Chicago Girls Learn the Ropes of Double Dutch
For many black girls growing up in the ‘70s and ‘80s, summer in the city meant the sidewalks sang with the steady tick-tick-tick of double Dutch jump ropes.
Ayana Haaruun was one of those double Dutch jumpers. “Oh, I love double Dutch,” she laughs. “As a kid I jumped outdoors on the concrete during the summertime, we jumped from morning to night, all day, every day. If there had been an NBA for double Dutch I would’ve been a star, right?”
It was Haaruun’s memories of playing double Dutch as a child that lured her back to the sport as an adult and inspired her to start teaching double Dutch to a new generation through her organization Black Girls Jump.
Double Dutch originated on the streets of 1940s New York. It migrated to other urban centers like Chicago, where it was an activity especially popular among black girls.
“So you learn how to double Dutch at 10 or 11,” says Haaruun. “It’s like, oh wow, I’m a black girl right? This is a cultural expression that I find that the children take pride in.”
Haaruun returned to double Dutch as an adult because she had grown bored with running to keep in shape.
“I was like, what can I do for fitness that’s fun, I want to do something social. And I said, why not just play jump rope? That’s what I did as a kid. And I went to the hardware store and I bought a plastic clothesline and I just took my clothesline to the park as if I was 12 years old and I just asked people if they wanted to play jump rope with me and in an hour there were probably 40 or 50 people out there playing jump rope.”
Energized by that day in the park, Haaruun began to organize events for black women to jump back into double Dutch for fun and fitness.
“It offers adult women a chance to play, which is something adults don’t get the chance to do and they’re also working out. And we noticed that mothers would bring their daughters to the events, so the moms wanted their daughters to also learn to jump rope,” she said.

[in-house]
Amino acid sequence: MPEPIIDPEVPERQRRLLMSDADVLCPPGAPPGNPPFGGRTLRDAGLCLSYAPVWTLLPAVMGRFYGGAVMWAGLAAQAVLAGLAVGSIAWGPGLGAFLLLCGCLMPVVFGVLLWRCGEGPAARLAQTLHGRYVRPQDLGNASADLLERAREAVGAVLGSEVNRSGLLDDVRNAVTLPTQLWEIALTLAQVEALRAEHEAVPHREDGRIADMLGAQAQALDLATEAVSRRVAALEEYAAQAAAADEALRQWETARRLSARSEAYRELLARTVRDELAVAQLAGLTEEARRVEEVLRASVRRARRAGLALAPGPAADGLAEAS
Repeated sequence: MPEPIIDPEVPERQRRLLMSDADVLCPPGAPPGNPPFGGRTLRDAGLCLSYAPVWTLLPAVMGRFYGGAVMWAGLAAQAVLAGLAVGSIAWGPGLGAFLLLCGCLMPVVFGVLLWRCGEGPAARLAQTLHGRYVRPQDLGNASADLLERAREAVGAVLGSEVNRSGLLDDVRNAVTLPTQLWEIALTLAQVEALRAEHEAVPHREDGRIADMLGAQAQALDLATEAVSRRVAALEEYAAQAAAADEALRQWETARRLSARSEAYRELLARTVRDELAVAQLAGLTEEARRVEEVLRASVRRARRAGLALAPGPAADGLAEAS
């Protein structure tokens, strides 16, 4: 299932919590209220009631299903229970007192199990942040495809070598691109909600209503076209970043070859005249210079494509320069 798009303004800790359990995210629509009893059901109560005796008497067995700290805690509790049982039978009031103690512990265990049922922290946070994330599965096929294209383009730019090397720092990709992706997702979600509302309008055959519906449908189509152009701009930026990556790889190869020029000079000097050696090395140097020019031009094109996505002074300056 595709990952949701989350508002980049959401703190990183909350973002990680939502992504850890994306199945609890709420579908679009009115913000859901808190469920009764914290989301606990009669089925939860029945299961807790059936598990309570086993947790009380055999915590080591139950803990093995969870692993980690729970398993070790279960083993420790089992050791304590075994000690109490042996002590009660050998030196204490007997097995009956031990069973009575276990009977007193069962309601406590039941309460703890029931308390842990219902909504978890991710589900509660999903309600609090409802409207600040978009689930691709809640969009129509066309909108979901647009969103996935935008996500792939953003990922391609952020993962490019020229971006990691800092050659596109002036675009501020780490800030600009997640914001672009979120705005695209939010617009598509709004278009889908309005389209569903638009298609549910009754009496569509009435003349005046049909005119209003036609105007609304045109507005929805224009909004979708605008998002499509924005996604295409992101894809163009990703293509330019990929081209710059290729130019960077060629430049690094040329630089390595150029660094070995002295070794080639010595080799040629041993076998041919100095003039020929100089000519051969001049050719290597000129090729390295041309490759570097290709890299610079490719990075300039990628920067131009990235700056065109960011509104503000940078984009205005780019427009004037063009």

Seeing girls jumping with their mothers gave Haaruun a new focus. Through Black Girls Jump programs in schools and parks, she shows the ropes to girls like 9th grader Makaylia Shakes at Harlan Community Academy.
“The hardest thing for me in jumping is getting in the rope. Like my first try, I was like, oh my god, how am I going to get into two ropes at the same time?” says Shakes.
Black Girls Jump also holds workshops, like a recent one at Ring of Hope in the Grand Crossing neighborhood where ambassadors from New Jersey’s International Double Dutch League trained coaches for Black Girls Jump. The goal was building teams in Chicago to participate in regional and national double Dutch competitions.
IDDL coach Kyaisha Max-Macarthy says she doesn’t remember a time when she wasn’t jumping. “I have been coaching for 21 years so I think I’ve been jumping for maybe – don’t make me say it! It’s an awesome outlet for young people and especially for people in urban areas.”
And she says that like other sports, double Dutch teaches discipline, structure and selflessness. “Turning is the heartbeat of the rope. It does not work without an awesome turner. They’re okay with not being in the rope, they’re OK with just helping their teammate out.”
Shakes says you can add perseverance and teamwork to that list. “We always encourage each other to do our best, even when some try to quit we encourage each other to keep going. And when we cheer people up, everybody feels the happiness, the joy around, so we all get to be jolly jumpers!”